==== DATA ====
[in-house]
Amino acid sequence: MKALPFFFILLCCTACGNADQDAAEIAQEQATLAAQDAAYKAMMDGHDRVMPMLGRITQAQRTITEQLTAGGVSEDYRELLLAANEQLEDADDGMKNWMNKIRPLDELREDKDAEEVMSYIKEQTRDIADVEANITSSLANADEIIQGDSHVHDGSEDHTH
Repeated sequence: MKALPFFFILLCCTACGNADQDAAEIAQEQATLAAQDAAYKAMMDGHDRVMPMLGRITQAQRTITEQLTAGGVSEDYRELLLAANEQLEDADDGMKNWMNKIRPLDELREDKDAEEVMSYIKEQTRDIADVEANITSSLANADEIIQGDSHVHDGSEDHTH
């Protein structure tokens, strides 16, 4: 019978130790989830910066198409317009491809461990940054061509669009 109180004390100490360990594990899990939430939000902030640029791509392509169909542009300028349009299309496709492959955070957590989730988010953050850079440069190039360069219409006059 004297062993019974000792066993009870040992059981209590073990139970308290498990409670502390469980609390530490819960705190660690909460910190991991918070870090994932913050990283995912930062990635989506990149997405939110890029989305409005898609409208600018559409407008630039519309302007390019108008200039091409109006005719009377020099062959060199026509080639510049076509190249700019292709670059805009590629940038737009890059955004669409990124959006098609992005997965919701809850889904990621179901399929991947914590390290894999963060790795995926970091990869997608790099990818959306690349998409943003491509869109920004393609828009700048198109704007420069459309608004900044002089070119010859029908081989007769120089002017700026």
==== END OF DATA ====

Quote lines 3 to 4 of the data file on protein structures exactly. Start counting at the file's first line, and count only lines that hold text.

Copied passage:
Repeated sequence: MKALPFFFILLCCTACGNADQDAAEIAQEQATLAAQDAAYKAMMDGHDRVMPMLGRITQAQRTITEQLTAGGVSEDYRELLLAANEQLEDADDGMKNWMNKIRPLDELREDKDAEEVMSYIKEQTRDIADVEANITSSLANADEIIQGDSHVHDGSEDHTH
């Protein structure tokens, strides 16, 4: 019978130790989830910066198409317009491809461990940054061509669009 109180004390100490360990594990899990939430939000902030640029791509392509169909542009300028349009299309496709492959955070957590989730988010953050850079440069190039360069219409006059 004297062993019974000792066993009870040992059981209590073990139970308290498990409670502390469980609390530490819960705190660690909460910190991991918070870090994932913050990283995912930062990635989506990149997405939110890029989305409005898609409208600018559409407008630039519309302007390019108008200039091409109006005719009377020099062959060199026509080639510049076509190249700019292709670059805009590629940038737009890059955004669409990124959006098609992005997965919701809850889904990621179901399929991947914590390290894999963060790795995926970091990869997608790099990818959306690349998409943003491509869109920004393609828009700048198109704007420069459309608004900044002089070119010859029908081989007769120089002017700026």